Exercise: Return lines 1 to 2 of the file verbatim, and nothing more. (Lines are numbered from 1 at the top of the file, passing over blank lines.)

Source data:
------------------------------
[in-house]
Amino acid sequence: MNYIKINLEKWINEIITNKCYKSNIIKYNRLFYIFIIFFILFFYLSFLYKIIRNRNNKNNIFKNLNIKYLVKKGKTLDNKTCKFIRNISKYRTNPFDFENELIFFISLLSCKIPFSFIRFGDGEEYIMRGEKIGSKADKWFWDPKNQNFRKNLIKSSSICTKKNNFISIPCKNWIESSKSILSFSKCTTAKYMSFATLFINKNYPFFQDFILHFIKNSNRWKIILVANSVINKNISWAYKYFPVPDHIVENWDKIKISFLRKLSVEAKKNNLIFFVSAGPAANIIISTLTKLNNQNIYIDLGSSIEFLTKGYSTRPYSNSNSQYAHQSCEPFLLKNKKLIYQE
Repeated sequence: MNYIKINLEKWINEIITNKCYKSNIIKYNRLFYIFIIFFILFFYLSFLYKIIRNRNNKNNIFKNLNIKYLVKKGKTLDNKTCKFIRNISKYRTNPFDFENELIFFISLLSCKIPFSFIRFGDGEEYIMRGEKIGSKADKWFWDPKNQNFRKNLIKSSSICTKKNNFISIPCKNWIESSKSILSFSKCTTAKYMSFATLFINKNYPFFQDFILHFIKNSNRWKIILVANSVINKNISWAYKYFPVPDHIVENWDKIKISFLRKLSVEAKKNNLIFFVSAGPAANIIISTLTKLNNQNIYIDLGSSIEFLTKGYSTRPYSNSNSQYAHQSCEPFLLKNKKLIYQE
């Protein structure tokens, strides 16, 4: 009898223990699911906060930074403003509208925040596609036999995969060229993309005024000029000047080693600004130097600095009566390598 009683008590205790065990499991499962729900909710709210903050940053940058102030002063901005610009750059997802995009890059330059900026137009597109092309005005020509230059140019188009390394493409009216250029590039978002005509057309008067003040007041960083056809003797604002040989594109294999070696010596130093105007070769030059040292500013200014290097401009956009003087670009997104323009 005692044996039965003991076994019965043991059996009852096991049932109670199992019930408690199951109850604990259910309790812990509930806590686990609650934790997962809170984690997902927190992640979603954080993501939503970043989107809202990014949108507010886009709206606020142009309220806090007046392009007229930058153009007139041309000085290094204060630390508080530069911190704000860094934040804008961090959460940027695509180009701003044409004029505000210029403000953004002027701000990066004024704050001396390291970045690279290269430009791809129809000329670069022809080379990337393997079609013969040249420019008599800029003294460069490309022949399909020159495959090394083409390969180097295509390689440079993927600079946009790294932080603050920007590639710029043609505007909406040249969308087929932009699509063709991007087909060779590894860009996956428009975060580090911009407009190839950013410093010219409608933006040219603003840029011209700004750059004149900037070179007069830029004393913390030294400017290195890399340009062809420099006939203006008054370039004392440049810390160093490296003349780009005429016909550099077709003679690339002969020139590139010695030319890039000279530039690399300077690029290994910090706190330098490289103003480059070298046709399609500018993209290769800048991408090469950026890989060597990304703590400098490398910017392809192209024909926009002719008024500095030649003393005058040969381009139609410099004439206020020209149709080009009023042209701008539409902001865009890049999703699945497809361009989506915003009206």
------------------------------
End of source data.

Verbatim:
[in-house]
Amino acid sequence: MNYIKINLEKWINEIITNKCYKSNIIKYNRLFYIFIIFFILFFYLSFLYKIIRNRNNKNNIFKNLNIKYLVKKGKTLDNKTCKFIRNISKYRTNPFDFENELIFFISLLSCKIPFSFIRFGDGEEYIMRGEKIGSKADKWFWDPKNQNFRKNLIKSSSICTKKNNFISIPCKNWIESSKSILSFSKCTTAKYMSFATLFINKNYPFFQDFILHFIKNSNRWKIILVANSVINKNISWAYKYFPVPDHIVENWDKIKISFLRKLSVEAKKNNLIFFVSAGPAANIIISTLTKLNNQNIYIDLGSSIEFLTKGYSTRPYSNSNSQYAHQSCEPFLLKNKKLIYQE